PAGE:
It is a trivial fact that forcing can not produce finite sets of ground model objects. However there are situations, where we can use forcing to prove the existence of finite objects with some properties. For example consider the following result of Shelah (I learned this example from the answer given by Prof. Komjath in Forcing as a tool to prove theorems):
Theorem (Shelah) There exists a finite $K_4$-free graph which, when the edges colored by $2$ colors, always contains a monocolored triangle.
Shelah's proof of the theorem is simply as follows: He constructs a forcing extension which adds a graph $X$ with the same property but with $\aleph_0$ colors. Then $X$ has the edge-coloring property for $2$ colors, as well. Then using compactness theorem, $X$ must contain a finite subgraph $Y$ with the same property. As forcing cannot create new finite graphs, $Y$ is already present in the ground model. By Godel, $ZFC$ proves that there is such a graph.
Now my question is that if there are more examples of the above kind. To be more precise:
Question 1. Are there any other examples for producing some finite object $Y$ (with some properties) in the following way:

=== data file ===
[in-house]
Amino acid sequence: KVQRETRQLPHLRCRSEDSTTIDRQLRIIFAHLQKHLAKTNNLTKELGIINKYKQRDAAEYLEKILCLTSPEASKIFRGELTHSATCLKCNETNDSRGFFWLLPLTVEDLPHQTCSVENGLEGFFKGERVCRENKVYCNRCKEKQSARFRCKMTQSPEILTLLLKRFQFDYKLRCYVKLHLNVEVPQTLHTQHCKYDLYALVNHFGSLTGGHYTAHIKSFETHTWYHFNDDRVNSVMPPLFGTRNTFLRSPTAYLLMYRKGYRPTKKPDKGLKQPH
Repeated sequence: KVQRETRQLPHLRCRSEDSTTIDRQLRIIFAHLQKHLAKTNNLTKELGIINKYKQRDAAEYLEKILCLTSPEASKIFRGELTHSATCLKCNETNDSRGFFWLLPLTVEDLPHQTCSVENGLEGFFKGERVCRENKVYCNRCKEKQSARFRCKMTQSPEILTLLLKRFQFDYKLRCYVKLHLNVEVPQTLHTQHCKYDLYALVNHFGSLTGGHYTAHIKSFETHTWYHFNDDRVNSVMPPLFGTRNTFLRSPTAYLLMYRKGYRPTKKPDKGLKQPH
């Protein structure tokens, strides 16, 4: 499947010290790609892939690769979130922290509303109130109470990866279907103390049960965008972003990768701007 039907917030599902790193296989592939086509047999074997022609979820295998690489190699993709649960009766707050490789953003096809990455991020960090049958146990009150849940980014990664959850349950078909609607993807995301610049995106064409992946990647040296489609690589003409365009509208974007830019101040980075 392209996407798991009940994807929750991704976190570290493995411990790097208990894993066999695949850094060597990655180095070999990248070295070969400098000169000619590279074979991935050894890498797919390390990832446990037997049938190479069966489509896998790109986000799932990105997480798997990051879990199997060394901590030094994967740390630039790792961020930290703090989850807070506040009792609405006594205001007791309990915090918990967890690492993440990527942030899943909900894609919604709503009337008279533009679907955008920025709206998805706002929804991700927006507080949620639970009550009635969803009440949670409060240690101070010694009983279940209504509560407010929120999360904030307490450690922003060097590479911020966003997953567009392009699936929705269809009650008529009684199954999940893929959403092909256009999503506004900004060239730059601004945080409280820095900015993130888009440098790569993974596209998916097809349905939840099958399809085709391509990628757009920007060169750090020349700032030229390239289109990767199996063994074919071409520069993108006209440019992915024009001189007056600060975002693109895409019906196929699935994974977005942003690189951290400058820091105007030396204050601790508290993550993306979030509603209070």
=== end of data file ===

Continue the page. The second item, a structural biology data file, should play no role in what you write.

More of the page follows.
1) We provide a suitable generic extension in which there is an infinite object $X$ with the required properties,
2) By compactness (or other devices), we can conclude that there must be a finite subset $Y$ of $X$ with the same properties,
3) So we can conclude that the object must exist in the ground model.
Remark 1. I am mostly interested in examples where it is not known (or it is difficult) to produce such finite object directly
Remark 2. It seems that some partition type theorems are of this type: It is possible to derive some kind of finite partition theorems (like finite Ramsey theorem) using infinite versions of them. So if we can prove the infinite version of these partition theorems, then we have produced examples of the required type (there are cases where we can prove infinite partition theorems using forcing).
Question 2. Is Shelah's result the first non-trivial example of an answer to question 1? Are there othe non-trivial constructions of the above kind before him?
Remark 3. Here by non-trivial I mean the above strategy is, in some sense, the only method for producing the required finite object.
Question 3. Are there any results of the above type proved in other parts of mathematics other than logic?
Of course Shelah's result is of this type, but the example given by Hamkins is in mathematical logic.